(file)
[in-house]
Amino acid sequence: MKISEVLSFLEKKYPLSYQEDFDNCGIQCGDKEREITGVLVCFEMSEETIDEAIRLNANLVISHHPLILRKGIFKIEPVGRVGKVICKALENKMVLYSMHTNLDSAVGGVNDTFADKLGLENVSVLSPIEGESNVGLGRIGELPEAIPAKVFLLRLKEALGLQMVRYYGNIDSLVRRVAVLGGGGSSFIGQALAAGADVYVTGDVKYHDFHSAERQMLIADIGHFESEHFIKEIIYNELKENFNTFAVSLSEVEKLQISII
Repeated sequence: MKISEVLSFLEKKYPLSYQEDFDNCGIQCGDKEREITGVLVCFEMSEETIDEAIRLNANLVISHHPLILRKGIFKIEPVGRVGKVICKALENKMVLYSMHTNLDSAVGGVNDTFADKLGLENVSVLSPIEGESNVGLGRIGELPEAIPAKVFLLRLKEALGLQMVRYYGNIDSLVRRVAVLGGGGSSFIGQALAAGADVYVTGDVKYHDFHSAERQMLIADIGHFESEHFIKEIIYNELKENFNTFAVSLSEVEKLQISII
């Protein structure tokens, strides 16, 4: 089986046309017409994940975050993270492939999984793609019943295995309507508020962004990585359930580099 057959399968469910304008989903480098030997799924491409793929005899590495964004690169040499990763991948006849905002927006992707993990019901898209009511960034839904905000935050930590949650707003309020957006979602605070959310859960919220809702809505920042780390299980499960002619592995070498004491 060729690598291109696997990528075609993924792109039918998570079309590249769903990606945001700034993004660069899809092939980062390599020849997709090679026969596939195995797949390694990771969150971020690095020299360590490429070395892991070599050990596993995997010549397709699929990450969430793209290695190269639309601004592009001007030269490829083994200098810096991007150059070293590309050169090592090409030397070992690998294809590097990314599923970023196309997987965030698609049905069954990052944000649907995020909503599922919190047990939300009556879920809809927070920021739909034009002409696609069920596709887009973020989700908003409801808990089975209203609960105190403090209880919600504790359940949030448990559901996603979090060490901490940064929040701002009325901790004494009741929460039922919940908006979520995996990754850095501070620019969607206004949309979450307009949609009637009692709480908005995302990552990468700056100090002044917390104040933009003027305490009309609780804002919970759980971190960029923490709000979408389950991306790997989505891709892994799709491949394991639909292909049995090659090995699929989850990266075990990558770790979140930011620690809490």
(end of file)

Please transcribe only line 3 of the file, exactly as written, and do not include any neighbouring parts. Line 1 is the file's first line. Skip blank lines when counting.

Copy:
Repeated sequence: MKISEVLSFLEKKYPLSYQEDFDNCGIQCGDKEREITGVLVCFEMSEETIDEAIRLNANLVISHHPLILRKGIFKIEPVGRVGKVICKALENKMVLYSMHTNLDSAVGGVNDTFADKLGLENVSVLSPIEGESNVGLGRIGELPEAIPAKVFLLRLKEALGLQMVRYYGNIDSLVRRVAVLGGGGSSFIGQALAAGADVYVTGDVKYHDFHSAERQMLIADIGHFESEHFIKEIIYNELKENFNTFAVSLSEVEKLQISII